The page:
Welcome to the first issue of The MJ for 2021. Here we are, COVID cases rising, hospitals close to breaking point, communities in need of support and a Twitter furore in full swing with parents’ pictures of the meagre rations designed to replace school dinners.
The 2010s were the ‘lost decade’ of public services, 10 years of missed opportunities as councils battled with their budgets. If they were lost years, what was 2020? Utterly adrift, misplaced in a sea of crisis as local authorities spend month after month bailing out the boat.
As grim as it all sounds, 2020 has had its upsides and things can be better for 2021. It has been a year where we all learned to value family, friends and a walk in the sun. A year when public service workers have been appreciated, and local authorities have transformed overnight to meet the needs of their communities.
2021 is the beginning of the end of COVID, and for local government the next transformation journey has just begun. We are not facing a further decade of austerity so much as carrying on with the new normal – but now with strengthened local partnerships and a sharper focus on strong communities.
There are some major hurdles ahead. Fixing finance is more important than ever – and business rates less of a solution. Government’s quick fixes – to raise council tax precepts and push councils towards commercialism – now cause more problems than they solve.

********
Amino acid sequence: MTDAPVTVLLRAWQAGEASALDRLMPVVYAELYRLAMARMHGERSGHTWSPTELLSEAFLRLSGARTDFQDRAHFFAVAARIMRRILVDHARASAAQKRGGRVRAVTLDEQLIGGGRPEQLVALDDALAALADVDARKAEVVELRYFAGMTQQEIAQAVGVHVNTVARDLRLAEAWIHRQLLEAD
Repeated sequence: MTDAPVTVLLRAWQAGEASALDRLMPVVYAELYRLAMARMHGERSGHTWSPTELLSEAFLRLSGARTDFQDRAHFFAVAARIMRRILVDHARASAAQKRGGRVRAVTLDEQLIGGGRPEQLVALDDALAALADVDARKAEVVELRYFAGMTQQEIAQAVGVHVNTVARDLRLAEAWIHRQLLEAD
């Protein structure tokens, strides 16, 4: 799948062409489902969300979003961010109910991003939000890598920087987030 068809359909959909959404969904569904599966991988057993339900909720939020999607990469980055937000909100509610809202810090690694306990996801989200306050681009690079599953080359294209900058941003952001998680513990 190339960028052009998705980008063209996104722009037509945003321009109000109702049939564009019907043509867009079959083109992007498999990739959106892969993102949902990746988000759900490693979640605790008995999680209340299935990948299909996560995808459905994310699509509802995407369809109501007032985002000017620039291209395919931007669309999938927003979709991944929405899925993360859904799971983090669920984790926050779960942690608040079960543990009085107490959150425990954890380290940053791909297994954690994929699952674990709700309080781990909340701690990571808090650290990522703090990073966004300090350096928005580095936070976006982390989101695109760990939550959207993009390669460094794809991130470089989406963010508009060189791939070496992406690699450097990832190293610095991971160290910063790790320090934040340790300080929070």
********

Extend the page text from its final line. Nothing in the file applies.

And then there is social care. The stop-gap COVID cash may have masked the graph of doom, but we are nowhere near resolving our care problems.
Camilla Cavendish, tasked with shaking up social care, has said COVID will lead to a greater grip from central Government. If anything, the reverse should be true – the pandemic has proven central Government just doesn’t do delivery.
This is a Government that fails to learn its lessons, but I hope it sees a centralised care service would be the biggest mistake of all.
But the biggest risk for 2021 is a crisis of deprivation. Those hit hard by the economic fallout of the pandemic failing to pay their rent or feed their families. Food poverty should not be a feature of modern Britain, but I hope councils helping people back on their feet will offer a bit more dignity than the school meals fiasco this week.